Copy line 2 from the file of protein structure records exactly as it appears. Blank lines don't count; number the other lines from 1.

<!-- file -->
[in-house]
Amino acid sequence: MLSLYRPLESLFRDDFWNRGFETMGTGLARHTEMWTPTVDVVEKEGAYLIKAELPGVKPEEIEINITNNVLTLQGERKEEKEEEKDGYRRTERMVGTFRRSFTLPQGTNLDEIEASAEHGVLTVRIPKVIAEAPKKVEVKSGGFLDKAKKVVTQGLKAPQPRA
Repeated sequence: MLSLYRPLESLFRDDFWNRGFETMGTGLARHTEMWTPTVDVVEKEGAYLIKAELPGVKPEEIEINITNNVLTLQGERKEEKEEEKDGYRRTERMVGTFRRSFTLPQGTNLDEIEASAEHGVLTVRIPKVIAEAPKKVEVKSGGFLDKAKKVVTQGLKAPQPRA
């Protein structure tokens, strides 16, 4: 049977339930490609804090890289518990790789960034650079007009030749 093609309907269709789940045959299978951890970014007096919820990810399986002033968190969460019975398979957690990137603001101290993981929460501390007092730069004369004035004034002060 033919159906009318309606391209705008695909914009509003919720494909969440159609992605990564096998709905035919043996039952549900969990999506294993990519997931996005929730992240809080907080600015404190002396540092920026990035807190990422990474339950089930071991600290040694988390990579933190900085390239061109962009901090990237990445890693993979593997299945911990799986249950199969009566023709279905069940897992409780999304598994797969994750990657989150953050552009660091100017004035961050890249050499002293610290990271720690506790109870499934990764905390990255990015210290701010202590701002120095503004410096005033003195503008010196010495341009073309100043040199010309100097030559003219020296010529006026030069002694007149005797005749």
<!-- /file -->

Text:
Amino acid sequence: MLSLYRPLESLFRDDFWNRGFETMGTGLARHTEMWTPTVDVVEKEGAYLIKAELPGVKPEEIEINITNNVLTLQGERKEEKEEEKDGYRRTERMVGTFRRSFTLPQGTNLDEIEASAEHGVLTVRIPKVIAEAPKKVEVKSGGFLDKAKKVVTQGLKAPQPRA